Turkish Delights

6 mins. to read
Turkish Delights

When you take off on Turkish Airlines (Türk Hava Yollari (IST:TUYAO)) a chap dressed as a pastry chef, all in whites and hat, proffers you a tray of fresh Turkish delight. Even in Economy. Turkish Airlines has been voted Airline of the Year for the last five years: not just because of its unrivalled route network, with its hub in Istanbul, but also because it tries harder than other airlines.

If you are flying from London to Kathmandu or from Moscow to Rabat or from Rome to Almaty, the chances are that the best option will be on Turkish Airlines via Istanbul. Plus you get nice service at competitive prices.

A lot of people take the opportunity to break their journey in Istanbul for a few days. It is probably one of the most extraordinary cities in the world, spanning two continents, two great religions and two thousand years.

This visit, I don’t have too much time for history, unfortunately; though you cannot escape culture here. I am holed up in a high-rise hotel in the financial district. From my windows on the 28th floor I can see across the Bosphorus to Asia to the east. (I wish I could tell you that I can see minarets glinting in the sunshine, but the entire metropolis – which is even vaster than London – is covered in a layer of diesel-flavoured smog. It’s worse than Delhi.) This tower is surrounded by a forest of other towers, many still under construction, some with busy helipads, which proclaim the names of all the world’s great finance houses. You kind of get the idea this is an important regional financial centre.

Turkey’s economy is set to overtake Italy’s in the next five years and possibly Canada’s in the next ten, which will no doubt entail some re-arrangement of chairs at those G-8 summits. But then growth forecasts are just extrapolations – which are usually wrong. My point is that Turkey is often denied the prominence that it deserves.

As an undergraduate in economics I was taught the hierarchy of economic status: developed countries, developing countries and the Third World (a term based on the pre-revolutionary French social model of the three “estates”). What I see now are three new “estates”: the Indebted World (Europe, USA and Japan), the Cash Generating World (net exporters without gargantuan welfare states – China and India, pre-eminently); and then, sadly, the Un-investible World.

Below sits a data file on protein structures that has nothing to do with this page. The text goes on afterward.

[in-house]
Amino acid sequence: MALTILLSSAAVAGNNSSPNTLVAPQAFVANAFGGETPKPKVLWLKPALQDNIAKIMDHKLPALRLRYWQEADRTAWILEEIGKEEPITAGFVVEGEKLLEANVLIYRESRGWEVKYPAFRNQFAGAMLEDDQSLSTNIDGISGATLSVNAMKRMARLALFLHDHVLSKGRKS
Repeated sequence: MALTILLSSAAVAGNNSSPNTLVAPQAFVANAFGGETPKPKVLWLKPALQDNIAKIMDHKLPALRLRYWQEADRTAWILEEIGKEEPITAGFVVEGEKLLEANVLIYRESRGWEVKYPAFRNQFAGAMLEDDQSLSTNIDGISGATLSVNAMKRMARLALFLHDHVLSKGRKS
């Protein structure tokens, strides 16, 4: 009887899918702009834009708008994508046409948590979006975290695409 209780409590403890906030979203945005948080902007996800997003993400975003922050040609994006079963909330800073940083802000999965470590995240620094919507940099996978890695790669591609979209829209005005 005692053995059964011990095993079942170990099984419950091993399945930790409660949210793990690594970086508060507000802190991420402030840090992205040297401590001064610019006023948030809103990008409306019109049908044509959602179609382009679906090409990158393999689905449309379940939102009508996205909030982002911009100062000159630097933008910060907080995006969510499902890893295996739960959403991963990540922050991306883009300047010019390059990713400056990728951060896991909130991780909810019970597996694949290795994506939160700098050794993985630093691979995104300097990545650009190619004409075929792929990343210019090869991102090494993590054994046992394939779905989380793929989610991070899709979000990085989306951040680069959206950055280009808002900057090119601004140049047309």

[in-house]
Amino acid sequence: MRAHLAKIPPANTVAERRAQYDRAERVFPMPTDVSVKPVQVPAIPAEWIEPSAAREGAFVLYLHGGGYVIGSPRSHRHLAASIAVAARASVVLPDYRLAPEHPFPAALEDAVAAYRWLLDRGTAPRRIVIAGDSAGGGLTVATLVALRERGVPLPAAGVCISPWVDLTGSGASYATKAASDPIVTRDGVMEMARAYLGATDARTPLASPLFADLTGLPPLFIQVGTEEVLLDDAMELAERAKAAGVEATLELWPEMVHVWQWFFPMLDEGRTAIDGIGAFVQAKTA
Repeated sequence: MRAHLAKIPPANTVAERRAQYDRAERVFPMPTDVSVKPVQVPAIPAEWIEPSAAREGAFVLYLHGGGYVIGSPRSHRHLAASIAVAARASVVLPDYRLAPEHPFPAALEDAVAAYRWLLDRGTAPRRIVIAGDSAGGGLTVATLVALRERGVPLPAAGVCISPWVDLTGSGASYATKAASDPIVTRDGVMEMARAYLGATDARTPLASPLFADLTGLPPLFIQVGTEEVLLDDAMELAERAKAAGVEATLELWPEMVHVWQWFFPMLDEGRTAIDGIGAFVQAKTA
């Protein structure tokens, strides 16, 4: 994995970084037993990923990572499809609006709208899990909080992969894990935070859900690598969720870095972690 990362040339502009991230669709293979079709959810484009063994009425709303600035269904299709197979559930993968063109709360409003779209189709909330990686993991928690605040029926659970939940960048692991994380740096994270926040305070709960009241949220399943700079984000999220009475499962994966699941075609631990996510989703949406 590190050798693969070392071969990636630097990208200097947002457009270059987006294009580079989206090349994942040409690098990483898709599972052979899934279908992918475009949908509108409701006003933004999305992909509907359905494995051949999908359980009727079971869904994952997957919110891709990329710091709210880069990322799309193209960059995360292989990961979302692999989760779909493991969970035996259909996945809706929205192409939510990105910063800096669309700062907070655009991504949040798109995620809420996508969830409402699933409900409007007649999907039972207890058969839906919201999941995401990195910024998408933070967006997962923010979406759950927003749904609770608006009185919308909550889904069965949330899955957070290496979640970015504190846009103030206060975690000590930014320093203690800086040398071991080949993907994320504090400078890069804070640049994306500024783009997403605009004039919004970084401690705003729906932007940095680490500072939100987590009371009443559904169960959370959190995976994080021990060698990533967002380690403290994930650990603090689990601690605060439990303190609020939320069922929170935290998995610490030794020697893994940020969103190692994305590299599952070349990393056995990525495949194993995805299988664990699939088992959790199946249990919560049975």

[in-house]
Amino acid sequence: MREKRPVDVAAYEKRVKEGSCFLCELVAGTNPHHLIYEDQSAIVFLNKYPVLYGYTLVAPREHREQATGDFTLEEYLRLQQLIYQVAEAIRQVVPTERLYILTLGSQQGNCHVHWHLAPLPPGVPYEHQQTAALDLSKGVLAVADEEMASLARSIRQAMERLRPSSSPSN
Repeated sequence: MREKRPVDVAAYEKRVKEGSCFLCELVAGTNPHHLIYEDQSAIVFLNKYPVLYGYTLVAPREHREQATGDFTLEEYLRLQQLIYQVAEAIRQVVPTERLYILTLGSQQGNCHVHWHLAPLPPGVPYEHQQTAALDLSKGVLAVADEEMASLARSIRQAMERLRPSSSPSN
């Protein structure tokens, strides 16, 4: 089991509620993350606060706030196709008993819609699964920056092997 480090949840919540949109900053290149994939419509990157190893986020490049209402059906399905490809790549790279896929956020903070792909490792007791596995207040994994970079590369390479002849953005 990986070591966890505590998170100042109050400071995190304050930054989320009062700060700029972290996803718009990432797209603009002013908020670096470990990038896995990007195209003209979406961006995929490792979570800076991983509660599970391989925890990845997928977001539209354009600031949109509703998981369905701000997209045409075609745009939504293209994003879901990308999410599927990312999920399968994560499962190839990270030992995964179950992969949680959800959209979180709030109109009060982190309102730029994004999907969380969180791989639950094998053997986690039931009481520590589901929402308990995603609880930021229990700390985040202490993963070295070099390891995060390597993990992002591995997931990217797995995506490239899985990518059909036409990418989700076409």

Turkey stands amongst the cash-generators. It is the 18th largest economy in the world and a major exporter with a population of 77 million people. Growth has slowed from 8.8% per annum in 2011 to just 2.9% last year – but that is still way ahead of its European neighbours.

Most of us view Turkey as a pleasant holiday destination: we don’t think of Turkey as an economic powerhouse. But this is changing. We are starting to notice Made in Turkey labels on consumer, clothing and food products that we buy. And we are hearing more about Turkey’s pivotal regional role.

I agree there are causes for concern in the political arena and grave downside risks on the geopolitical front. (Let’s not mention Syria and the refugee crisis for now, important as they are: I’d like to analyse these in detail in the May edition of the MI magazine.)

But just recall that back in the 1980s and ‘90s Turkey was an economic basket case. Chronic inflation over many years and a persistently negative balance of payments resulted in periodic currency crises. The Turkish Lira was regularly devalued. Things came to a head with the Turkish banking crisis of November 2000. US$6.4 billion of net foreign exchange flowed out of the country in two weeks. Overnight interbank rates soared to 1,700%[i].

The situation was stabilised by a US$10 billion package provided by the IMF – but with strict conditions attached. The Turkish government was obliged to embark on a widespread privatisation programme. And, as usual, Dr IMF prescribed a programme of structural reforms designed to promote fiscal discipline, transparency of public accounts, agricultural reform, pension reforms, taxation and tax collection.